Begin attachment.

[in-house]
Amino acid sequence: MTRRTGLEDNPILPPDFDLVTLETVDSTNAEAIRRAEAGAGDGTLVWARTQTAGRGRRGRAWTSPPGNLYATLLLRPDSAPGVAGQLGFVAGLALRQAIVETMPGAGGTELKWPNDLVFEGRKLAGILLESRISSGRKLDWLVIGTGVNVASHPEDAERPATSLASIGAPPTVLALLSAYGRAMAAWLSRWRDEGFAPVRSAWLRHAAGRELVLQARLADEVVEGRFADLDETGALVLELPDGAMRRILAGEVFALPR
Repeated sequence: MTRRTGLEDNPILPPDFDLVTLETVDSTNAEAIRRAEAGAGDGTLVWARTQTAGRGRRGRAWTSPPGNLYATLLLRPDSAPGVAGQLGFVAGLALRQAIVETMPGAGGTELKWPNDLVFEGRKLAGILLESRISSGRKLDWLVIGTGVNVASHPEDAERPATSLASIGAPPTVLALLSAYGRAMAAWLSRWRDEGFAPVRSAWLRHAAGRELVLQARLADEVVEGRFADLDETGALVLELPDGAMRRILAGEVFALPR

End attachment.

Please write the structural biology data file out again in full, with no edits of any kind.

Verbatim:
[in-house]
Amino acid sequence: MTRRTGLEDNPILPPDFDLVTLETVDSTNAEAIRRAEAGAGDGTLVWARTQTAGRGRRGRAWTSPPGNLYATLLLRPDSAPGVAGQLGFVAGLALRQAIVETMPGAGGTELKWPNDLVFEGRKLAGILLESRISSGRKLDWLVIGTGVNVASHPEDAERPATSLASIGAPPTVLALLSAYGRAMAAWLSRWRDEGFAPVRSAWLRHAAGRELVLQARLADEVVEGRFADLDETGALVLELPDGAMRRILAGEVFALPR
Repeated sequence: MTRRTGLEDNPILPPDFDLVTLETVDSTNAEAIRRAEAGAGDGTLVWARTQTAGRGRRGRAWTSPPGNLYATLLLRPDSAPGVAGQLGFVAGLALRQAIVETMPGAGGTELKWPNDLVFEGRKLAGILLESRISSGRKLDWLVIGTGVNVASHPEDAERPATSLASIGAPPTVLALLSAYGRAMAAWLSRWRDEGFAPVRSAWLRHAAGRELVLQARLADEVVEGRFADLDETGALVLELPDGAMRRILAGEVFALPR